9. Matcha with sugar

According to Moya, matcha is a type of green tea that was originally consumed in China. It has a soft flavor and a similar caffeine content to coffee, making it an enjoyable way of upping your energy levels. The beverage first appeared in Japan during the 12th century when a Buddhist monk named Myoan Eisai found that consuming matcha facilitated his meditations. Soon, matcha became a major part of the local culture, even inspiring the traditional Japanese tea ceremony or "chado."

These days, matcha can be found in bars and eateries all across the world, with matcha tea lattés available anywhere from boutique creameries, like Miami's Dasher & Crank, to chain cafés like Starbucks. Since it's not uncommon for Westerners to add sugar to their coffee or tea, many versions of Westernized matcha contain sugar as well. Unfortunately, this isn't authentic. As explained by Easy Homemade Sushi, the Japanese do not add sugar to their matcha. Instead, when sipping tea, they prefer to enjoy the hot liquid's pure flavors. To prepare matcha the Japanese way, prepare it in water that isn't quite boiling, as this will prevent the tea from developing a harsher taste.

If you're interested in consuming authentic Japanese fare, you shouldn't add sugar to your matcha. However, that doesn't mean that you should avoid matcha-flavored desserts, as these are actually common in Japan. To experience a Tokyo-inspired sweet, eat matcha pancakes or even matcha tiramisu (via JW).

10. Sushi pizza

It's not necessarily mind-blowing to think that sushi pizza is not from Japan — after all, most foodies know that pizza is an Italian classic. However, sushi pizza is not necessarily an Italian invention. If you do ever want to try the original sushi pizza, you won't find it at a Japanese restaurant. Instead, you'll either have to head either to a Canadian or Brazilian-style eatery to get a taste of this unique food. 

According to Gordon Ramsay Recipes, one of the first iterations of sushi pizza was created in the 1990s by chef Kaoru Ohsada in Toronto. Ohsada's creation essentially consisted of a sushi roll, made with the typical combination of rice and nori, that was served in the shape of a piping hot slice. This Canadian treat takes a typical Westernized sushi recipe and presents it in an Italian format.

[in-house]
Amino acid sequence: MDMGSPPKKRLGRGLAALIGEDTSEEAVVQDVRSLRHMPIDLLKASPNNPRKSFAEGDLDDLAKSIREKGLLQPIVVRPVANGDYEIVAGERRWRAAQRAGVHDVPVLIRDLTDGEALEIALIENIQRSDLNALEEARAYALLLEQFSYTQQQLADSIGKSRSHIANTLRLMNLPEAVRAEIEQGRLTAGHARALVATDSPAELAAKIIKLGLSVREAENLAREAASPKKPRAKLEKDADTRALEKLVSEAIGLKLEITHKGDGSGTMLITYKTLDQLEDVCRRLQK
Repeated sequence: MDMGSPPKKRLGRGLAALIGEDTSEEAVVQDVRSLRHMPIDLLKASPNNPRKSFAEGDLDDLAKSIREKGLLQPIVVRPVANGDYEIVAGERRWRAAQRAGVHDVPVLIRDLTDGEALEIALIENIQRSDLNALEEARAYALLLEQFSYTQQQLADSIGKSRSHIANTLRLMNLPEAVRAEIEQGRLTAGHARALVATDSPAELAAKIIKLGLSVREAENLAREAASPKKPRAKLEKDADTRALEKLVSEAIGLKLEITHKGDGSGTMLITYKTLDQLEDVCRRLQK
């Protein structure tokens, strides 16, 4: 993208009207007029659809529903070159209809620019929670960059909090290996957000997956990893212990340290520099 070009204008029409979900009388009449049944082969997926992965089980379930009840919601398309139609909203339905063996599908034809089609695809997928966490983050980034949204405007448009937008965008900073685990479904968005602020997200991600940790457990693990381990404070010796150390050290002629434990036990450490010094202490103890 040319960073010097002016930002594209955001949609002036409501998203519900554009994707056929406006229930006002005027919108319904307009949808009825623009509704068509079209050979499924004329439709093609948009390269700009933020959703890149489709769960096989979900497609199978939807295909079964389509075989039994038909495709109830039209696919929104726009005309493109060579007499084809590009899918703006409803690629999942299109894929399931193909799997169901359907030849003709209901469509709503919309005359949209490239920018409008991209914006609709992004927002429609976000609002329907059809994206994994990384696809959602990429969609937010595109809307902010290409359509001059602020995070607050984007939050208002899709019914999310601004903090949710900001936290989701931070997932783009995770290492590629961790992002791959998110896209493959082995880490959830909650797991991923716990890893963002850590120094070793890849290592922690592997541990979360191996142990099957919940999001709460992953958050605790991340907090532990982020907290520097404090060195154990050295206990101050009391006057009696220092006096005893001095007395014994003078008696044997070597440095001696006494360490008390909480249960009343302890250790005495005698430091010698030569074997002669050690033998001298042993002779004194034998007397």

While the Canadian version of sushi pizza is interesting, the Brazilian take on this so-called "Japanese-Italian" fusion is completely different. As reported by Brazilian outlet Veja São Paulo, some restaurants in the nation of Pelé serve traditional mozzarella pizza with pieces of sushi stacked on top. Interestingly, this is hardly the only way that Brazilian chefs have adapted Japanese food to appeal to locals. According to Nossa Uol, over the years, items born of Brazilian-Japanese fusion have included dessert sushis stuffed with regional ingredients like açaí, guava paste, and cheese from the state of Minas Gerais.

11. Teppanyaki-style eating

If you are at a teppanyaki-style Japanese restaurant, you're probably not dining at an authentic eatery. According to Mariko Kochi, who worked as an intern at the U.S. embassy in Tokyo, most teppanyaki restaurants serve an Americanized version of Japanese food. In a piece for the embassy's magazine, American View, Kochi explained that popular American restaurants like Benihaha can actually seem odd to someone from Japan. "As a Japanese [person], however, it was really bizarre for me to see the steam rising from a tall stack of sliced onions and chefs tapping their cooking utensils on the grill as if they were playing percussion," she wrote. 

As per Kobe Jones, the original Japanese teppanyaki cooking style consisted of grilling food on a metal slab. This culinary method dates back over a century and was a popular way to prepare meat and noodles at home. In the 1940s, following the destruction brought by World War II, Japanese restaurant owners had to search for ways to feed the hordes of hungry American soldiers who remained on local soil (via Japan Today). Their solution was to grill meat on a large metal slab, and, thus, teppanyaki restaurants were born. The soldiers enjoyed the experience so much that, by the 1960s, teppanyaki chains like Benihaha sprung up in the United States, as well. Because of this history, folks interested in authentic Japanese fare shouldn't order teppanyaki experiences at a Japanese restaurant.